In the case of the vote on Joan Ryan, she only lost by 94 votes to 92, showing that people leaving the party in protest at the antics of Momentum is self-defeating. Just three members staying in and voting for Joan would have given her an important moral victory and boosted the morale of moderates. Sometimes predictions of doom can be self-fulfilling prophecies.
The horrible atmosphere in the party was compounded when Chuka Umunna very reasonably called on the leadership to “call off the dogs”, by which he meant to instruct the factionalists of the hard left to back away from threatening moderate MPs with deselection, and thence deescalate conflict in the party. Instead of taking this opportunity to grab an olive branch and talk up unity, leading figures on the hard left have indulged in an absurd confected outrage, pretending that they don’t understand a commonly used English metaphor, and that Chuka was literally calling members “dogs”. This triggered further online abuse against Chuka.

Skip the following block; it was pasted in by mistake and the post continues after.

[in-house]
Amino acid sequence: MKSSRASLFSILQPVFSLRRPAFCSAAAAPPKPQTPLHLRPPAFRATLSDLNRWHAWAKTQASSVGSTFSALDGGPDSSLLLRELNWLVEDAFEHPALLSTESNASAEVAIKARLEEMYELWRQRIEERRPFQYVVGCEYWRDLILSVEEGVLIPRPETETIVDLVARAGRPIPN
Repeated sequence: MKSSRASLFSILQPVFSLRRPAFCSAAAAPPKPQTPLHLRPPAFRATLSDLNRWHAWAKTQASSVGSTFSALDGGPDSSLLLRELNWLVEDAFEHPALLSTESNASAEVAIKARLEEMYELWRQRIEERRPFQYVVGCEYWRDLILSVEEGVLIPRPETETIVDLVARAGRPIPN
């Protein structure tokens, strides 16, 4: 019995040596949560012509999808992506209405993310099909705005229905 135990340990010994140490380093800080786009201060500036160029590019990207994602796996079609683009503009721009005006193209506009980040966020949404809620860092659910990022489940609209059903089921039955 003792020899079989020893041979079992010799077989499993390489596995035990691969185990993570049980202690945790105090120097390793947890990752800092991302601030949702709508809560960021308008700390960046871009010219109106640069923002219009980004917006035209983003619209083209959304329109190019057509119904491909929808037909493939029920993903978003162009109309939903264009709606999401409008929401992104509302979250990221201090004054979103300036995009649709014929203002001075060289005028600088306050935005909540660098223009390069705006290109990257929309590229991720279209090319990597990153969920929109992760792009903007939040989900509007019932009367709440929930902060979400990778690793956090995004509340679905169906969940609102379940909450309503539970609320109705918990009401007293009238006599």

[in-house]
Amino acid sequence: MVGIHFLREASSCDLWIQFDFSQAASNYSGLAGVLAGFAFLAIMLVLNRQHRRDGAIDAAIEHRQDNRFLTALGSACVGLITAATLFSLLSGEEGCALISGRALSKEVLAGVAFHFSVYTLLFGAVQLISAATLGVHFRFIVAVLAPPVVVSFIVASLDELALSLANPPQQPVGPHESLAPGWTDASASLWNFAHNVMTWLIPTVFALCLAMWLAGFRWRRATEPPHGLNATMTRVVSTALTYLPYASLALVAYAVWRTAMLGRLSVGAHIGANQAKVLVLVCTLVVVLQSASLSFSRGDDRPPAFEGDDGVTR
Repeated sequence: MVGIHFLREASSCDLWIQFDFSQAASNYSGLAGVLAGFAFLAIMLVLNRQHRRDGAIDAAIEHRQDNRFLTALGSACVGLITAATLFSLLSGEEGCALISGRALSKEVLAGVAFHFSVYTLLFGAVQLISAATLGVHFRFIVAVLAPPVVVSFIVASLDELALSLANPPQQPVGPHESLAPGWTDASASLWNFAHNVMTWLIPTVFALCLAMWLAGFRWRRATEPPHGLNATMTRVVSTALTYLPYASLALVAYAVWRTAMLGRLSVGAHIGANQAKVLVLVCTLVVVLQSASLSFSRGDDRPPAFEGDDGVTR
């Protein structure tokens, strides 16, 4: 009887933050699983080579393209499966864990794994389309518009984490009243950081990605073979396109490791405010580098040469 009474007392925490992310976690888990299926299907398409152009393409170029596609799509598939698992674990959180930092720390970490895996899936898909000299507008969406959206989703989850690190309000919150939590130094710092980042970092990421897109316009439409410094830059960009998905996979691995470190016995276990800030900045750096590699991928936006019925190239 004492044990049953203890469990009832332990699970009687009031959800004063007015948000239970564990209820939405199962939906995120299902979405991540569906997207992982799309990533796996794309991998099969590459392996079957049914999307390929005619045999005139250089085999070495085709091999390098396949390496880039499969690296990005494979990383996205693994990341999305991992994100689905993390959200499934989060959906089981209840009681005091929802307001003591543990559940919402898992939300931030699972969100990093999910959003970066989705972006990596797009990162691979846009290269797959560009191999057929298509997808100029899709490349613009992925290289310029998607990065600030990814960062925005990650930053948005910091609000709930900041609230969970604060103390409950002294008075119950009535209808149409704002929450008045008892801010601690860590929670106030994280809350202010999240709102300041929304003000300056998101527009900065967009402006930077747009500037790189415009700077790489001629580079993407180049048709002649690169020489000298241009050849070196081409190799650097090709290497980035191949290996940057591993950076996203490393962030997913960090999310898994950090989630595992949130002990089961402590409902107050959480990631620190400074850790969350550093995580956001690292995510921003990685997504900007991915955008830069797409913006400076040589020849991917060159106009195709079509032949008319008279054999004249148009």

Chuka’s second intervention was to make the reasonable case that Labour’s actions and inactions over antisemitism have shown the party to be institutionally racist. It’s difficult to argue that the definition of institutional racism in the Macpherson report (“The collective failure of an organisation to provide an appropriate and professional service to people because of their colour, culture, or ethnic origin. It can be seen or detected in processes, attitudes and behaviour which amount to discrimination through unwitting prejudice, ignorance, thoughtlessness and racist stereotyping which disadvantage minority ethnic people.”) doesn’t apply to the way Labour has treated the concerns of its Jewish members and the wider Jewish community. The leadership still don’t get it: Jennie Formby and Diane Abbott have issued dismissive tweets (in the middle of one of the main Jewish festivals, Rosh Hashanah) rather than engage with the problem, which is in itself potentially an institutionally racist response.